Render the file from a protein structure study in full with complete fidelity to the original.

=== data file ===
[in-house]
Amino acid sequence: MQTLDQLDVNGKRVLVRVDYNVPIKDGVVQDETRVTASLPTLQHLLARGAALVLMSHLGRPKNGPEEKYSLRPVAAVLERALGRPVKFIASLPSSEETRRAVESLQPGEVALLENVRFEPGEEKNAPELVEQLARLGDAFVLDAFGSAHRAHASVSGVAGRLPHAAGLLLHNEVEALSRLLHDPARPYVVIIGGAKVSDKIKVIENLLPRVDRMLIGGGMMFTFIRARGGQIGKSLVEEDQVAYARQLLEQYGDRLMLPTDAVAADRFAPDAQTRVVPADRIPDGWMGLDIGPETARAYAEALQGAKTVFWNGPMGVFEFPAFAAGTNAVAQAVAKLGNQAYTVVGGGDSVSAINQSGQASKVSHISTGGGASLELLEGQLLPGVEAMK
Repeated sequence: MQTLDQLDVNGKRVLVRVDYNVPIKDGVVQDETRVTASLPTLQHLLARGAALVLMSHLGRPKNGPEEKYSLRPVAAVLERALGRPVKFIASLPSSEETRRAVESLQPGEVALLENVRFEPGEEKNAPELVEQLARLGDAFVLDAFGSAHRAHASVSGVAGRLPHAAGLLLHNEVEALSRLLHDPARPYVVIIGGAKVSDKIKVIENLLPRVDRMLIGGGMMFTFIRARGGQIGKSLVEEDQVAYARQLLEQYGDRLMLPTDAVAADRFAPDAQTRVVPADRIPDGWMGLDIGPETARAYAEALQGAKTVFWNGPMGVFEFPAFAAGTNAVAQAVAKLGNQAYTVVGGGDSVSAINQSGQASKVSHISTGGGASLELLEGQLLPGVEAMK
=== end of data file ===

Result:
[in-house]
Amino acid sequence: MQTLDQLDVNGKRVLVRVDYNVPIKDGVVQDETRVTASLPTLQHLLARGAALVLMSHLGRPKNGPEEKYSLRPVAAVLERALGRPVKFIASLPSSEETRRAVESLQPGEVALLENVRFEPGEEKNAPELVEQLARLGDAFVLDAFGSAHRAHASVSGVAGRLPHAAGLLLHNEVEALSRLLHDPARPYVVIIGGAKVSDKIKVIENLLPRVDRMLIGGGMMFTFIRARGGQIGKSLVEEDQVAYARQLLEQYGDRLMLPTDAVAADRFAPDAQTRVVPADRIPDGWMGLDIGPETARAYAEALQGAKTVFWNGPMGVFEFPAFAAGTNAVAQAVAKLGNQAYTVVGGGDSVSAINQSGQASKVSHISTGGGASLELLEGQLLPGVEAMK
Repeated sequence: MQTLDQLDVNGKRVLVRVDYNVPIKDGVVQDETRVTASLPTLQHLLARGAALVLMSHLGRPKNGPEEKYSLRPVAAVLERALGRPVKFIASLPSSEETRRAVESLQPGEVALLENVRFEPGEEKNAPELVEQLARLGDAFVLDAFGSAHRAHASVSGVAGRLPHAAGLLLHNEVEALSRLLHDPARPYVVIIGGAKVSDKIKVIENLLPRVDRMLIGGGMMFTFIRARGGQIGKSLVEEDQVAYARQLLEQYGDRLMLPTDAVAADRFAPDAQTRVVPADRIPDGWMGLDIGPETARAYAEALQGAKTVFWNGPMGVFEFPAFAAGTNAVAQAVAKLGNQAYTVVGGGDSVSAINQSGQASKVSHISTGGGASLELLEGQLLPGVEAMK